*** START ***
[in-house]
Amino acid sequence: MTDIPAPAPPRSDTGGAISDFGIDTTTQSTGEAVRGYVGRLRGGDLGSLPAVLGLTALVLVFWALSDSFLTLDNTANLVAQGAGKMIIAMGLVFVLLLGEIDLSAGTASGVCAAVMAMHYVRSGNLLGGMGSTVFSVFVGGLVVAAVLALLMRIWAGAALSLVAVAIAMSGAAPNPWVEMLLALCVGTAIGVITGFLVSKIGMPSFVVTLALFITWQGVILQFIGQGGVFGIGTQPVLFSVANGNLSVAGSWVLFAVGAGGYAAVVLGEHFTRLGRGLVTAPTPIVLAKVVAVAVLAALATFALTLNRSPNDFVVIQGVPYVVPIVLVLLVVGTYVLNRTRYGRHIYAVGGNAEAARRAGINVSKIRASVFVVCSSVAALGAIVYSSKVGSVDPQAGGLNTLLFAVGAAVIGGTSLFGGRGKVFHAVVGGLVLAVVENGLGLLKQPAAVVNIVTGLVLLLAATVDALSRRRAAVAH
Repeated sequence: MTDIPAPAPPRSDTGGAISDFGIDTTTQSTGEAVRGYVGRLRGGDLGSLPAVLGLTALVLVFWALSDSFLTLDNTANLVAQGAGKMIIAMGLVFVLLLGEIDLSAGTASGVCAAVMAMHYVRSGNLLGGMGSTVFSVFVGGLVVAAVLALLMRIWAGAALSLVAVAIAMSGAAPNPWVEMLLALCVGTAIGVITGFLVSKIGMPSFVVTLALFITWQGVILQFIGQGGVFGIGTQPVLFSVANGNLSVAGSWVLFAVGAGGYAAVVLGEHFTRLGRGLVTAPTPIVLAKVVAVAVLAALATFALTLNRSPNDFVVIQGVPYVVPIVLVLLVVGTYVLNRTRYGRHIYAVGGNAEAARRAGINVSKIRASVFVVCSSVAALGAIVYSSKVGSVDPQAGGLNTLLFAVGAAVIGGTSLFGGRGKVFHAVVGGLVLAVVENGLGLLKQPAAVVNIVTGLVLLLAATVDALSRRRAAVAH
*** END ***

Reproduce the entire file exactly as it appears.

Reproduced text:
[in-house]
Amino acid sequence: MTDIPAPAPPRSDTGGAISDFGIDTTTQSTGEAVRGYVGRLRGGDLGSLPAVLGLTALVLVFWALSDSFLTLDNTANLVAQGAGKMIIAMGLVFVLLLGEIDLSAGTASGVCAAVMAMHYVRSGNLLGGMGSTVFSVFVGGLVVAAVLALLMRIWAGAALSLVAVAIAMSGAAPNPWVEMLLALCVGTAIGVITGFLVSKIGMPSFVVTLALFITWQGVILQFIGQGGVFGIGTQPVLFSVANGNLSVAGSWVLFAVGAGGYAAVVLGEHFTRLGRGLVTAPTPIVLAKVVAVAVLAALATFALTLNRSPNDFVVIQGVPYVVPIVLVLLVVGTYVLNRTRYGRHIYAVGGNAEAARRAGINVSKIRASVFVVCSSVAALGAIVYSSKVGSVDPQAGGLNTLLFAVGAAVIGGTSLFGGRGKVFHAVVGGLVLAVVENGLGLLKQPAAVVNIVTGLVLLLAATVDALSRRRAAVAH
Repeated sequence: MTDIPAPAPPRSDTGGAISDFGIDTTTQSTGEAVRGYVGRLRGGDLGSLPAVLGLTALVLVFWALSDSFLTLDNTANLVAQGAGKMIIAMGLVFVLLLGEIDLSAGTASGVCAAVMAMHYVRSGNLLGGMGSTVFSVFVGGLVVAAVLALLMRIWAGAALSLVAVAIAMSGAAPNPWVEMLLALCVGTAIGVITGFLVSKIGMPSFVVTLALFITWQGVILQFIGQGGVFGIGTQPVLFSVANGNLSVAGSWVLFAVGAGGYAAVVLGEHFTRLGRGLVTAPTPIVLAKVVAVAVLAALATFALTLNRSPNDFVVIQGVPYVVPIVLVLLVVGTYVLNRTRYGRHIYAVGGNAEAARRAGINVSKIRASVFVVCSSVAALGAIVYSSKVGSVDPQAGGLNTLLFAVGAAVIGGTSLFGGRGKVFHAVVGGLVLAVVENGLGLLKQPAAVVNIVTGLVLLLAATVDALSRRRAAVAH